Your strutting party-dudes and your master bong-plumbers.
They’re ever alert and ever a-throb,
Just waiting for the call to rock the joint large,
Just waiting to save us from the numpties in charge,
Just waiting for the call from the downtrodden mob
To rescue us all from the bummers.

But the price is high, the fates are sprung –
Too many albums filled with the songs they never sung.
Too many sobbing fans recoiling at the haste
With which their idol’s promise was undone.
Too many, many bands atrophied by the waste,
Too many mothers lost their rebel son.
Recruited to the cause while they’re still within their teens,
They slave away for years in their thousand-dollar jeans,
With the hair and the teeth and the endless magazines.
They’re out there, dying too young;
Labour-market casualties, axemen unstrung.

Do they really hope to die before they get so old ?
Before they’re easy-listening gold,
Before the cramps have taken hold ?
Or do they think they’re better dead before their soul is sold ?
Before their shooting star has stalled,
Before they’re shagged-out, fat and bald ?
Sometimes living on, they cry, just makes the struggle cheaper.
To play the great gig in the sky, don’t fear he reaper.

Some won’t even make it to the twenty,
Many dead before the big three-oh.
Thus drop the mighty cognoscenti –
When ev’ry flight to Rio
Is another flight could crash,
And what else but on drugs
Can they find to chug their cash ?
And the groupies are exhausting,
And the booze is flowing plenty,
And their bodies suffer burn-out and the rash.
Thus the endless nights of forcing
Make their flesh all pocked and denty,
And suddenly their eyes have lost their flash.
Then when at last the blues hit town,
They gloom on up and come on down,
And find a noose to wear or vein to slash.

And early years, or so I hears, are diciest of all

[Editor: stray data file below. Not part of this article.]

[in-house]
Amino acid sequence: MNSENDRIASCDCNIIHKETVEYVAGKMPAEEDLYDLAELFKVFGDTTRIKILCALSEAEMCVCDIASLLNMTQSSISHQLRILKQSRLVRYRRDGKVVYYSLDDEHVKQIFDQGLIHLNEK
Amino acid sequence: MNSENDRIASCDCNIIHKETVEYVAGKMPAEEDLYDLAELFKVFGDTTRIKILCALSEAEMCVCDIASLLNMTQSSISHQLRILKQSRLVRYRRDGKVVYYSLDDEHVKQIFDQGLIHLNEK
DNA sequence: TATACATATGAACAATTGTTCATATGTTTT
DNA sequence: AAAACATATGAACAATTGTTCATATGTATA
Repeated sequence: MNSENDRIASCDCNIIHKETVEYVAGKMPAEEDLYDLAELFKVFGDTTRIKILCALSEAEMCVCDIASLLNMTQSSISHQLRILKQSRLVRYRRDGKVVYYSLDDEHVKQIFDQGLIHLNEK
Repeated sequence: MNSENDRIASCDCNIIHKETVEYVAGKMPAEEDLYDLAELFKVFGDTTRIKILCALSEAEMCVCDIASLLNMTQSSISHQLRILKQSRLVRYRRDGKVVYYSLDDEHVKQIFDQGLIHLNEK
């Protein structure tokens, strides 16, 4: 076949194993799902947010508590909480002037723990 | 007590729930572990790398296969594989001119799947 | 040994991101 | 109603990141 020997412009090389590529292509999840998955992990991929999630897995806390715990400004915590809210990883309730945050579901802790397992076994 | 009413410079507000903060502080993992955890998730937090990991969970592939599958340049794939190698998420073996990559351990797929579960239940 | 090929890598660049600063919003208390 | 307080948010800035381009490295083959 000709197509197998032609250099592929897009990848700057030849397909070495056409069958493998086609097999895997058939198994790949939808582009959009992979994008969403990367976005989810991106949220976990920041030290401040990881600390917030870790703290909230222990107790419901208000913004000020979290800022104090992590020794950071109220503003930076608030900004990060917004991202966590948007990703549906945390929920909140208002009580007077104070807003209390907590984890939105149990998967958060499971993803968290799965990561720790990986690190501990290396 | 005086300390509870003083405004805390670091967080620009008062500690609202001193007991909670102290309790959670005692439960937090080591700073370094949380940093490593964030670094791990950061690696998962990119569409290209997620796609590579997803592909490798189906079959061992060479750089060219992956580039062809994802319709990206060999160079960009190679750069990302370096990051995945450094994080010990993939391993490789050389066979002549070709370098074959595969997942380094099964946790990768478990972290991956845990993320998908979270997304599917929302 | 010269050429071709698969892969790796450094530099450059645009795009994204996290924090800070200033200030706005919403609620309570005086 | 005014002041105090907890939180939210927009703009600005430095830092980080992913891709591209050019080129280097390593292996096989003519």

As the Mayfruits of success will press the harvester to call.
But if they still kick ass at fifty,
Got no pension, ain’t so thrifty,
Gotta take another tour of duty – such a haul.
Sponging cronies, bootleg phonies, “Hello Montreal”,
Three-legged ponies, alimonies, drive them to the wall.
So what sets them so thrillingly upon a road so killingly,
And choose a trade so willingly that sees her children fall ?

Yet still you’re out there, gods divine,
With scream and shout.
Keep on flouting it for ev’ry single one of us,
Keep on pouting it for ev’ry single mug and wuss.
You’re always there, walking the line,
Just rockin’ out.
Keep on vaunting it for those of us who never can,
Keep on flaunting it and sticking it right to the Man,
Keep on party on and shine,
Just like it’s Nineteen Ninety-Nine.
For they can never undermine the peace and love that you began.

You’re always out there living it, living for us all –
And cos you are so superstar,
You lighten up our daily crawl –
You make it all alright by far, for us to be so small.
So rest in peace, and rest in rock, each fallen avatar –
Your life was brief, yet through our grief
Comes weeping your guitar.

Pens Down !

Exam Hall

 

Pens Down !

For all our tappy-typey lives,
For all the keyboards we must pound,
Still ev’ry Summer there survives
A world of scritchy-scratchy sound:
Ev’ry Summer, ev’ry school,
The wriggly-ragged spiders rule !

It seems we do not think exams
Are punishment enough –
Who cares if they know volts from grams,
Or pantaloons from ruffs ?
Their future jobs lie in the grip
Of under-pressure penmanship !

You know, I reckon if we’re honest,
Few of us could truly claim
Our efforts wouldn’t look the same.
For all they pressed upon us
Their italic script or copperplate,
Calligraphy was not our fate.

To all the pupils suffering
From writer’s cramp and knuckles rapped,
Your talents ever under-tapped –
At least you’re not alone.
To all ex-pupils struggleing
With inky hands that biros give,
Our meanings lost in hieroglyphs –
It’s time that we atone:

It’s keymanship that should be taught,
So crisp upon the pristine page,
With fingers fast as any thought –
It’s time to write the modern age !
For all that pens have served us well,
Let’s end their scribbly-scrawly hell –

 

 

Equality

worm s eye of white and black inside basket
Photo by Pixabay on Pexels.com

 

Equality

There’s a glassy ceiling above me,
Way up the greasy pole
But I’m still down in the basement
Just pence above the dole.
A fraction of us may hammer the ceiling,
Always demand more,
But most of us working stiffs are afraid
Of the rise of the quicksand floor.